# Inverse of a bijection f is equal to its derivative

Does there exist a differentiable bijection $f: \mathbb{R} \rightarrow \mathbb{R}$ such that $f'(x) = f^{-1}(x)$ ?

• Motivated by your question, I asked the following question, in case you might be interested. Commented Jan 15, 2013 at 20:23

Let $f\colon\mathbb{R}\to\mathbb{R}$ be a differentiable bijection. Then $f$ is increasing or decreasing. If $f$ is increasing, then $f'(x)\ge0$ for all $x\in\mathbb{R}$, while if $f$ is decreasing then $f'(x)\le0$ for all $x\in\mathbb{R}$. If $f'=f^{-1}$, then $f^{-1}(x)\ge0$ or $f^{-1}(x)\le0$ for all $x\in\mathbb{R}$, contradicting the fact that $f$, and hence $f^ {-1}$, is a bijection.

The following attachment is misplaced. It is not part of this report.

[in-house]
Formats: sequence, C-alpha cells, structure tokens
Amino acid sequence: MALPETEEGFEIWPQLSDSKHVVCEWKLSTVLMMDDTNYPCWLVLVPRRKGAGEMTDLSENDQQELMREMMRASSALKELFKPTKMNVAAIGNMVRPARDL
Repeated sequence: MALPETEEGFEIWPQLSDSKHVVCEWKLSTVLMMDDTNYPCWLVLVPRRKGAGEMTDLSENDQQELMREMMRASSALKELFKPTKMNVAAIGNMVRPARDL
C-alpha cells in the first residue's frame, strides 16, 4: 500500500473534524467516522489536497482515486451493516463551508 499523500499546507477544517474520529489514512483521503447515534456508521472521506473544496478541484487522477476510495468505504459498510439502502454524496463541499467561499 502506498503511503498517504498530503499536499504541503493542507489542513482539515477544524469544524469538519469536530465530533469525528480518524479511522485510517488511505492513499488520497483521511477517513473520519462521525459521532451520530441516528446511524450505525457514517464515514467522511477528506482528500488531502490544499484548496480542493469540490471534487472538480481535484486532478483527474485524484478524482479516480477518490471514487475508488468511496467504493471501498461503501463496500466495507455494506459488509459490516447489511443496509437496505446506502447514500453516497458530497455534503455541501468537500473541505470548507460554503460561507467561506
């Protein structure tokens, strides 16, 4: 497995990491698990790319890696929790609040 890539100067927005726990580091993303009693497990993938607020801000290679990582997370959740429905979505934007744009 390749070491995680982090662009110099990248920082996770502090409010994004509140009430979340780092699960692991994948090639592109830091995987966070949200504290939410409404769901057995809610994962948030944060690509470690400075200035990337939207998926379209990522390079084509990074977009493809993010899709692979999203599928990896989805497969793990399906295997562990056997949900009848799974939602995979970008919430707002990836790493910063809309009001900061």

• Possible counterpoint? What about $f(x)=x^{\phi}*\phi^{1-\phi}$ where $\phi$ is the Golden Ratio. (I stole this solution from mathoverflow.net/questions/34052/function-satisfying-f-1-f/…) Commented Apr 22, 2014 at 4:58
• $f$ is a bijection satisfying $f'=f^{-1}$ on $(0,\infty)$. When considered as a bijection fron $\mathbb{R}$ to itself, it has to be defined as $-f(|x|)$ for $x<0$, and then $f'(x)>0$ for all $x$. Commented Apr 23, 2014 at 9:42